Guide to preventing falls

It’s important for older people to maintain their physical fitness during the winter months, even though it may be harder to get out and about, as those with a greater level of physical activity mitigate their risk of suffering a fall. For more advice on how to prevent falls for the elderly, check out this guide.

Preventing falls


Tips: Cold weather safety for elderly people

There are a number of ways in which older people can look after themselves this winter to protect their mental and physical wellbeing. Our resident Independent Living Expert Louise Yasities shares the following tips:

1. Keep moving

“Ensuring older people stay active during the colder months is really important, as we know the positive impact exercise has on our mental and physical health. There are lots of ways elderly people can move their bodies, even if they have long-term health conditions that can make moving more difficult.

A simple walk to the shops will help them stay active and ensure they’re getting some fresh air, but be mindful of weather conditions and make sure they don’t stay outside in the cold for prolonged periods of time."

Chair-based exercises are also a great way of promoting physical activity among older people, and these can be modified and adapted to suit the individual.

Louise Yasities, Independent Living Expert


2. Eat well

“Ensuring older people are eating a balanced, healthy diet is important in the winter. Cereals, soups, plenty of fruit and veg, hearty stews and hot beverages are all simple to prepare but will have a positive impact on our overall wellbeing – especially for older adults.

Planning ahead is vital in the colder weather, when it might be harder to get to the shops to pick up food for the day, so keeping the cupboards and freezer stocked with the basics is a good tip.”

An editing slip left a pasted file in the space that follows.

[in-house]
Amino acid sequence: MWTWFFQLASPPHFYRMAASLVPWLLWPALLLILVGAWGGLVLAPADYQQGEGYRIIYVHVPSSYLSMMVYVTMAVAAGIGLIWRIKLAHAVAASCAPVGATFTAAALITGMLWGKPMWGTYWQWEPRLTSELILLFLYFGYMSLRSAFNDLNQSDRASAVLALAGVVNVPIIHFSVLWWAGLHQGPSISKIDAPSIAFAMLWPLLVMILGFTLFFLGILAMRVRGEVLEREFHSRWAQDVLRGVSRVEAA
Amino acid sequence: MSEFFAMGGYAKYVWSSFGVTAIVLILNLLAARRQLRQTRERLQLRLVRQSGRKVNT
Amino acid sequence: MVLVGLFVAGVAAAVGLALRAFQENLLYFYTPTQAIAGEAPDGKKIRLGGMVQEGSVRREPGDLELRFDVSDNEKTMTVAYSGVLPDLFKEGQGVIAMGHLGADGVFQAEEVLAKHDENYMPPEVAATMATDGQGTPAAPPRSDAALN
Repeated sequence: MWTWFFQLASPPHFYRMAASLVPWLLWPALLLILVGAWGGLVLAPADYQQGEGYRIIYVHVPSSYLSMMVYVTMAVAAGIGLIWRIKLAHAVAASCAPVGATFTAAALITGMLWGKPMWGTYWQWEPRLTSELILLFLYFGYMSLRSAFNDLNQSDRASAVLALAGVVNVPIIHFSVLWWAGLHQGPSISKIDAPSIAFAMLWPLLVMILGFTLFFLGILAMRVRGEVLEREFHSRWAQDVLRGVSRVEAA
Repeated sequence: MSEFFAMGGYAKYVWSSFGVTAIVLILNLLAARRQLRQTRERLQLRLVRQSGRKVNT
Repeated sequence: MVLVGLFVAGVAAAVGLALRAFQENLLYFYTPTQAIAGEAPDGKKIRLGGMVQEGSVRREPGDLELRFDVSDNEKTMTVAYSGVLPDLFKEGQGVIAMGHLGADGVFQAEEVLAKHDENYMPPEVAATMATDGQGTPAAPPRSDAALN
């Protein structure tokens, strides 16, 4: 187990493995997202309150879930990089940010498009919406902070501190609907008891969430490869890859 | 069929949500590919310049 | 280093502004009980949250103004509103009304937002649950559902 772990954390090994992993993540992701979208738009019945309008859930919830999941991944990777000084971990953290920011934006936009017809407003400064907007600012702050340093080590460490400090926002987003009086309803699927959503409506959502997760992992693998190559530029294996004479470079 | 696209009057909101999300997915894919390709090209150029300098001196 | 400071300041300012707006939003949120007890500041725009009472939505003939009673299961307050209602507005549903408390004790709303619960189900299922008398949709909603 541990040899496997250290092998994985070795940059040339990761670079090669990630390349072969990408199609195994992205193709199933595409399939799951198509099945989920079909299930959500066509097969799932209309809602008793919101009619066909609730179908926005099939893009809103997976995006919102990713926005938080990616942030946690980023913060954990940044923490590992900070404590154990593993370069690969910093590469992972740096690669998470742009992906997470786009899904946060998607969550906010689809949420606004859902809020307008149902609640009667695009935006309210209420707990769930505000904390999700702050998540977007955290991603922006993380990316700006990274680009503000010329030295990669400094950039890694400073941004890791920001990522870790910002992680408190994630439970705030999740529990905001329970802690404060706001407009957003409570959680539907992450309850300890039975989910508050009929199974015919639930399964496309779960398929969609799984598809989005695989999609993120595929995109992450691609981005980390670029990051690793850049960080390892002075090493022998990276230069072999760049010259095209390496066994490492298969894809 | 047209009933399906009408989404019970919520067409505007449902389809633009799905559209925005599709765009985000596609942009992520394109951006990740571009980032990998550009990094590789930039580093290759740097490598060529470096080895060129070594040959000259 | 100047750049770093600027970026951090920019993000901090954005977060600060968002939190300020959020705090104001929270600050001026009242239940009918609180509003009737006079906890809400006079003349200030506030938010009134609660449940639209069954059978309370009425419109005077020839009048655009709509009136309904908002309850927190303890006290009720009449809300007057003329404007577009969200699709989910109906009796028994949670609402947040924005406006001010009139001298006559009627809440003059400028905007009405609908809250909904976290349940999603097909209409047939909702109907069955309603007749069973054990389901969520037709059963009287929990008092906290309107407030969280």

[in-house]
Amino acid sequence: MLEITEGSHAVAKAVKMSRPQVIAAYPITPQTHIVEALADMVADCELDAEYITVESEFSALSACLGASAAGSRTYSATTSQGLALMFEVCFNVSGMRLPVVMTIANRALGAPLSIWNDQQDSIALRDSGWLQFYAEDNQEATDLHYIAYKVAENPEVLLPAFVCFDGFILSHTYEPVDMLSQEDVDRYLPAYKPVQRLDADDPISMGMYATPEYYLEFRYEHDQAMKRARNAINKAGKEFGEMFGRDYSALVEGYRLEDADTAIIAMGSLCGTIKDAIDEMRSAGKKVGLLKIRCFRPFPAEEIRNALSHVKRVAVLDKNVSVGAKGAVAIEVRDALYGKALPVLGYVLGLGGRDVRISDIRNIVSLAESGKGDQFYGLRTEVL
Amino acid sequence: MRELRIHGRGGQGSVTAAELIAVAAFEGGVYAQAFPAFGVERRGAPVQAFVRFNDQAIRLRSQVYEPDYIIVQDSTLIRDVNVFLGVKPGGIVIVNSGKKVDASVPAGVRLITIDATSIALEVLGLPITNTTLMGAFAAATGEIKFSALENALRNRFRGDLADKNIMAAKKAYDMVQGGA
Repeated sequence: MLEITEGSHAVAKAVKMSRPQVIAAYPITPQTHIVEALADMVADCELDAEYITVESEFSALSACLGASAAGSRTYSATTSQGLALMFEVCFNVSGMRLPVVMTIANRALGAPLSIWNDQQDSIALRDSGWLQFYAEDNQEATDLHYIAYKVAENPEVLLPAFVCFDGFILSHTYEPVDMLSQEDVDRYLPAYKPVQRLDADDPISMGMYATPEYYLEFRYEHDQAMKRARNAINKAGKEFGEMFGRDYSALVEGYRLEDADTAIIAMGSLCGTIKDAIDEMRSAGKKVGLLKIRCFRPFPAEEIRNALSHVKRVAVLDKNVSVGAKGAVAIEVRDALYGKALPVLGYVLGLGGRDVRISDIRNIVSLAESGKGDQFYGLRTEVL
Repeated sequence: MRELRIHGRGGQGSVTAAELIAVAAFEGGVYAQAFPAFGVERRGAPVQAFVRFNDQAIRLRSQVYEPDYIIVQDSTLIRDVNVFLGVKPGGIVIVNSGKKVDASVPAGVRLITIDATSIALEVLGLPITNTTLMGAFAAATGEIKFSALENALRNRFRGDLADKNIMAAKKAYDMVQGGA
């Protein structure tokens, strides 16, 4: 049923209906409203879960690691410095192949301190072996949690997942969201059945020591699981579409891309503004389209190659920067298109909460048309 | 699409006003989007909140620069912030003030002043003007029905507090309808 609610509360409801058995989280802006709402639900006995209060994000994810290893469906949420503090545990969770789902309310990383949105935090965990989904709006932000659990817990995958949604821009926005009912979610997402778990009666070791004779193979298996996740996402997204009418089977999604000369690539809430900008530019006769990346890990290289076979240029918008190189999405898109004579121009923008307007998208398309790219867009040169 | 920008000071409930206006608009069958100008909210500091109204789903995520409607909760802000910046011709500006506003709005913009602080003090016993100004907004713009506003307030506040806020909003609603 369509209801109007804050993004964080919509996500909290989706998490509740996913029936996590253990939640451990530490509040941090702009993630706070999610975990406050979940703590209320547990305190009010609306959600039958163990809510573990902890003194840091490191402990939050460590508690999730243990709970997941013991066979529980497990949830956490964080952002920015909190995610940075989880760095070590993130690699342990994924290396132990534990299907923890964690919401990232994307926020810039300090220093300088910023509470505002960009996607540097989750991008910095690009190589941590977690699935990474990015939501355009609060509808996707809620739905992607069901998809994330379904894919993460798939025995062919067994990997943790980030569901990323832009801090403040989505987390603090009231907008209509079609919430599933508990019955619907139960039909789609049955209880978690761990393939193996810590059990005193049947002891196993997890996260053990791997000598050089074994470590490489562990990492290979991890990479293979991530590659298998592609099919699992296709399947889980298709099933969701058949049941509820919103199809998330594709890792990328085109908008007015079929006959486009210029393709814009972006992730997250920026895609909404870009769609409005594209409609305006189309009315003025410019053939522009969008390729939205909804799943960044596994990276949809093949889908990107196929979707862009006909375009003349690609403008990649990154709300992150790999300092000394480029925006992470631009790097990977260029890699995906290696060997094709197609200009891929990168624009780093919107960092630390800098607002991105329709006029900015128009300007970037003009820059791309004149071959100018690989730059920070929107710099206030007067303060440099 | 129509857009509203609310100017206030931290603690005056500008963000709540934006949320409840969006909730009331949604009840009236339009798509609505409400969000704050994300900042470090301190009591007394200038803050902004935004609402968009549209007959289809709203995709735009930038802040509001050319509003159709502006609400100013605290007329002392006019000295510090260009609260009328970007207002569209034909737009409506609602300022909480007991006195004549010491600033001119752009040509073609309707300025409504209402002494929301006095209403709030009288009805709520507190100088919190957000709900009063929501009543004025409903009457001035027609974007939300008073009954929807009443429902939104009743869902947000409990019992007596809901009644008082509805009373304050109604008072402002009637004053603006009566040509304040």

3. Keep your home warm

There are real concerns that many older people won’t be able to heat their homes this winter due to the 80 per cent October 2022 energy price increase.

Louise Yasities, Independent Living Expert

“There is government support available for elderly, vulnerable households struggling to pay their bills this winter, including a one-off payment of £300 for all pensioner householders who already receive the Winter Fuel Payment and a Cost of Living Payment of £650 for low-income pensioners. 

Those qualifying for this payment are also eligible for further support including a Cold Weather payment of £25 when the average temperature drops below zero degrees for seven consecutive days, £140 off electricity bills through the Warm Home Discount Scheme and a free TV licence for those aged 75 and over."

Find out if you’re eligible for support by visiting:

Other tips to help keep your home warm (and save money) this winter include:

  • Keep your curtains open during daylight hours and close them when it gets dark to retain the heat.
  • Use timers for your central heating to ensure the house is warm at key times of day, such as when you wake up in the morning
  • Move furniture from in front of radiators, as this may be stopping hot air from circulating
  • Maximise roof insulation by checking if your cavity wall insulation needs replacing
  • Block out draughts with draught excluders to keep warmth in your home


Winter energy tips

For more tips, visit our guide to reducing energy bills.

Reduce energy bills